‘Ticking timebomb’ warning over state of social care
New research has warned of a ‘ticking timebomb’ in relation to the current state of social care, with many families currently reluctant to look after their elderly relatives.
The report by the Institute for Public Policy Research (ippr) and PricewaterhouseCoopers LLP (PwC) published today claims to expose a lack of awareness of social care, confusion over funding and a widespread lack preparation.
Some of main points raised by the study, released a month ahead of the government’s green paper on social care, include a general reluctance towards greater family responsibility for funding and providing care.
The report states: “There does not seem to be widespread support for the role of families in care to become more extensive or compulsory”, adding that 52 per cent of families feel they should not be compelled to pay for relatives’ care.
There are also problems with people being reluctant to rely on their family for care, with nearly half claiming they would prefer professional care.
The study also discovered a lack of preparation and planning for social care needs, with only 22 per cent of people taking any specific steps to provide or fund any future care they may need.
The means testing approach to funding care was also shown not to be a popular choice, with free services based on needs the preferred method. Significant numbers of people also feel there should be individual contributions alongside state funding.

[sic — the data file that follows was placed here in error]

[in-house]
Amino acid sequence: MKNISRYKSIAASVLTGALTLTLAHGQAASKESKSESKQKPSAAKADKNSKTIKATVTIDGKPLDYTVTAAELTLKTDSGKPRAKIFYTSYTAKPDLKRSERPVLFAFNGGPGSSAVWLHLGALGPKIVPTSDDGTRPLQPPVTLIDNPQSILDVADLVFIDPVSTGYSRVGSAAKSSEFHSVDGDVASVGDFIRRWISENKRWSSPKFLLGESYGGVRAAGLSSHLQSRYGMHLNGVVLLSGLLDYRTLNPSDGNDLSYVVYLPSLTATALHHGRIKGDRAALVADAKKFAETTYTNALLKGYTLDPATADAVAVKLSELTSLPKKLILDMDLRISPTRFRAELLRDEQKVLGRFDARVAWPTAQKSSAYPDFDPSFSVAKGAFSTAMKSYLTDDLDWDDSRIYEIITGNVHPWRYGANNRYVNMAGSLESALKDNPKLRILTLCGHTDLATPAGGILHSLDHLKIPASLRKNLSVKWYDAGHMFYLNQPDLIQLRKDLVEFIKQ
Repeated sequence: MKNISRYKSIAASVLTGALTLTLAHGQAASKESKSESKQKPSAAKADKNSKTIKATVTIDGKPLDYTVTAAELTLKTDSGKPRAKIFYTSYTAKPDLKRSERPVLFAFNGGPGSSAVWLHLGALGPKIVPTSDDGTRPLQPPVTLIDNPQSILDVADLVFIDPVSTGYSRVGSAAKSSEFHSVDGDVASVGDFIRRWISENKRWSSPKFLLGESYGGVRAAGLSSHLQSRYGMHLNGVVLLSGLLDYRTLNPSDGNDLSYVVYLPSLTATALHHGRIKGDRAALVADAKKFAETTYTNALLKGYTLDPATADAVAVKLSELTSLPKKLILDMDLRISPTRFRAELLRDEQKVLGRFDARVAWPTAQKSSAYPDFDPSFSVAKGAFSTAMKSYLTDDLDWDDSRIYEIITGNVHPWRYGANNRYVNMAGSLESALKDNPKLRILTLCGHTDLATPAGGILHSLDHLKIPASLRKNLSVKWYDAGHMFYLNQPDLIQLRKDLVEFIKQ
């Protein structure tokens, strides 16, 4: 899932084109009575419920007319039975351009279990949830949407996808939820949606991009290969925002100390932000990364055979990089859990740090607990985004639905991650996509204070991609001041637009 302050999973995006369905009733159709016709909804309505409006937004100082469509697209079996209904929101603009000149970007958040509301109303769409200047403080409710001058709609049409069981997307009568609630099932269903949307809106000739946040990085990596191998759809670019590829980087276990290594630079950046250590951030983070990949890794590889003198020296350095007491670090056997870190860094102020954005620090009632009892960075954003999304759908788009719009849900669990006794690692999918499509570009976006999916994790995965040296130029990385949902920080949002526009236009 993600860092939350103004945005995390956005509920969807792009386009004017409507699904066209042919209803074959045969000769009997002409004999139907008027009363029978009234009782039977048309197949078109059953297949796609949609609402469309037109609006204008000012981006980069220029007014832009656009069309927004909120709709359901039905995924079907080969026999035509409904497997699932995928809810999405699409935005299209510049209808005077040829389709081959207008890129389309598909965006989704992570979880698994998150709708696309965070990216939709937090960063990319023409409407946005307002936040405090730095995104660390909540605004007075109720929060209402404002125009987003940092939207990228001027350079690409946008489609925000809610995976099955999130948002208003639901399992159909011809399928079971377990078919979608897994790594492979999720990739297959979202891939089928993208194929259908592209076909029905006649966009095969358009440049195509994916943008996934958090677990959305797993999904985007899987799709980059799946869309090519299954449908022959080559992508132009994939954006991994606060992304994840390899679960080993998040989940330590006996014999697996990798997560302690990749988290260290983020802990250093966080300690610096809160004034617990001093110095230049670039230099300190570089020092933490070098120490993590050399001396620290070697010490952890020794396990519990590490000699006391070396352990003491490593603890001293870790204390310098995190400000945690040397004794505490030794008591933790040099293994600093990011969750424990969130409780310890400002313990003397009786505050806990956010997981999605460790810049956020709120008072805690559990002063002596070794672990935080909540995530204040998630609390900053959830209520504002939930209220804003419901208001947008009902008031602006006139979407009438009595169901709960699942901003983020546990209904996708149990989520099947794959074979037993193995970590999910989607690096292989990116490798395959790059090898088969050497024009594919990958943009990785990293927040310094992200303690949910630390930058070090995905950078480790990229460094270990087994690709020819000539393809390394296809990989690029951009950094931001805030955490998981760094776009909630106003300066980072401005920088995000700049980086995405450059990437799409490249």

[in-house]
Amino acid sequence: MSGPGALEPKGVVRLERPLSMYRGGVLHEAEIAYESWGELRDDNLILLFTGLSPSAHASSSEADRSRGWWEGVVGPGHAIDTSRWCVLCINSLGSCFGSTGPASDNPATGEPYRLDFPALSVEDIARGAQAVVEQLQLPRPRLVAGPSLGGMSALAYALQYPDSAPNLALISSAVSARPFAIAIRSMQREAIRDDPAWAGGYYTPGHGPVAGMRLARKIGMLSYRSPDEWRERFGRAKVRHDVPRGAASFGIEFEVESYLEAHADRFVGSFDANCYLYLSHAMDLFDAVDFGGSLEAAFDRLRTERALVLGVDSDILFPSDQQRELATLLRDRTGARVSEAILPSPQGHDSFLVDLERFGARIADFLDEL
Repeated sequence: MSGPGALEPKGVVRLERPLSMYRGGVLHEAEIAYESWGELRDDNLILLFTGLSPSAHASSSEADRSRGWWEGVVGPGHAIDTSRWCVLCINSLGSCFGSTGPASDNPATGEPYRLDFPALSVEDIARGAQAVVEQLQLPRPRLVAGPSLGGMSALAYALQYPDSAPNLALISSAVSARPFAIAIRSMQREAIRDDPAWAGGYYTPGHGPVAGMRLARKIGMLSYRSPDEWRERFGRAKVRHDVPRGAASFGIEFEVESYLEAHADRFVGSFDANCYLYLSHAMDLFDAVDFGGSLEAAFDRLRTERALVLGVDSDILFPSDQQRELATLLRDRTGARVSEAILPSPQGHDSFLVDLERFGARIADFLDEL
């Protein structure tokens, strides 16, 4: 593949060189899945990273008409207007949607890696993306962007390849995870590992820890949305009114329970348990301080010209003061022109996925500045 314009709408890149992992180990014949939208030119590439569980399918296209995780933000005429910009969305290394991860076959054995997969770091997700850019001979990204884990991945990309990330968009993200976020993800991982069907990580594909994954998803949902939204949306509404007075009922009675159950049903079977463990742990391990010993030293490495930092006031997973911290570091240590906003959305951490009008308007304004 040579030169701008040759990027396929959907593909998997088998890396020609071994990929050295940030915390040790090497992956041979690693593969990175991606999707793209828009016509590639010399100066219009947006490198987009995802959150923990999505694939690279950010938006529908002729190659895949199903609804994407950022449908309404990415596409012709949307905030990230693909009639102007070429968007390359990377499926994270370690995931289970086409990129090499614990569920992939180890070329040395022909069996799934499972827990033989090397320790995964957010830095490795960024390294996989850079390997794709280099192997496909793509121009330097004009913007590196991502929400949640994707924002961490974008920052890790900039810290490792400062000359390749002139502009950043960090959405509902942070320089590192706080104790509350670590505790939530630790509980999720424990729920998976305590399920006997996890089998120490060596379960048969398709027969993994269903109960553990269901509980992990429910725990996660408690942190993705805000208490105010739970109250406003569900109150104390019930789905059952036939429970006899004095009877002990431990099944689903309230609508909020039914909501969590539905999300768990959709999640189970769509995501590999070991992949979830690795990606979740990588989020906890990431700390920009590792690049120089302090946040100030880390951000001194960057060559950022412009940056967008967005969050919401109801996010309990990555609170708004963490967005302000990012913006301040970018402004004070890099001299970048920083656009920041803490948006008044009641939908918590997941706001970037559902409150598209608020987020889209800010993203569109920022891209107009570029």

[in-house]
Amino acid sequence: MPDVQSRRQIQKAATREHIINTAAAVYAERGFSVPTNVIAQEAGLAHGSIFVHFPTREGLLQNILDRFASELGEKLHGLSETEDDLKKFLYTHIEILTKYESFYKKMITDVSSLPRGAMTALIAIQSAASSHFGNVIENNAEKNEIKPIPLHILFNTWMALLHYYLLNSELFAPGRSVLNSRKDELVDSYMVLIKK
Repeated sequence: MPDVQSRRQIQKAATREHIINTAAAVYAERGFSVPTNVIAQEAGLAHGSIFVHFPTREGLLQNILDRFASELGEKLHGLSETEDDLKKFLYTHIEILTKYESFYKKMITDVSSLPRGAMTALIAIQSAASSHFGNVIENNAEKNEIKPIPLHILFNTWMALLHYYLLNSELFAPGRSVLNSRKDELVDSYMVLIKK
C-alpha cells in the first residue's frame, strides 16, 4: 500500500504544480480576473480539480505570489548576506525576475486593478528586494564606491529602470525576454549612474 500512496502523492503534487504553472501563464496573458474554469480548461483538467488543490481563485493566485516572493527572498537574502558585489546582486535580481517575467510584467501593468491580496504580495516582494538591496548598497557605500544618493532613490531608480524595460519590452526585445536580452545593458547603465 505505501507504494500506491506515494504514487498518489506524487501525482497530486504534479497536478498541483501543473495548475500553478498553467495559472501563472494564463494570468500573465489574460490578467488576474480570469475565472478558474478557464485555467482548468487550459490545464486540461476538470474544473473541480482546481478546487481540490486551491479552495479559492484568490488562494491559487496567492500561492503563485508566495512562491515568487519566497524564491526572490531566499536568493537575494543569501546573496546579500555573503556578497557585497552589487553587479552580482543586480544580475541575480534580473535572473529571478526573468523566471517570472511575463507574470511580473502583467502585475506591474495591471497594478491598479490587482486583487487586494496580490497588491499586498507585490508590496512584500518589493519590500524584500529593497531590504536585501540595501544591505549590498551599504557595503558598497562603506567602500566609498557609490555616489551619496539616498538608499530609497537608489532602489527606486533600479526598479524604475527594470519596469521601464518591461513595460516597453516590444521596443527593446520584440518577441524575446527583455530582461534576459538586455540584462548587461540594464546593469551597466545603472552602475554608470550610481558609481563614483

Finally, 69 per cent of respondents claimed there was not enough information available about the services and their financial implications.
The report instead calls for an independent panel to be set up by the government to help inform and generate public debate about social care.
Commenting, Carey Oppenheim, co-director of ippr, said: “Future policy changes relating to social care must be shaped by an informed public debate. Our research shows that there is confusion about existing provision and a substantial gap between public expectations and social care realities.
“The government urgently needs to address this disconnect before it brings forward policy proposals that seek to fundamentally reform the social contract between the state and its citizens.”
Amanda Kelly, lead partner for social care at PwC, added: “In our experience social care is one of society’s biggest challenges. The public need and want more information about social care provision and prospects for the future.
“We support proposals for government to address this gap before it asks people to respond to proposals for policy change.”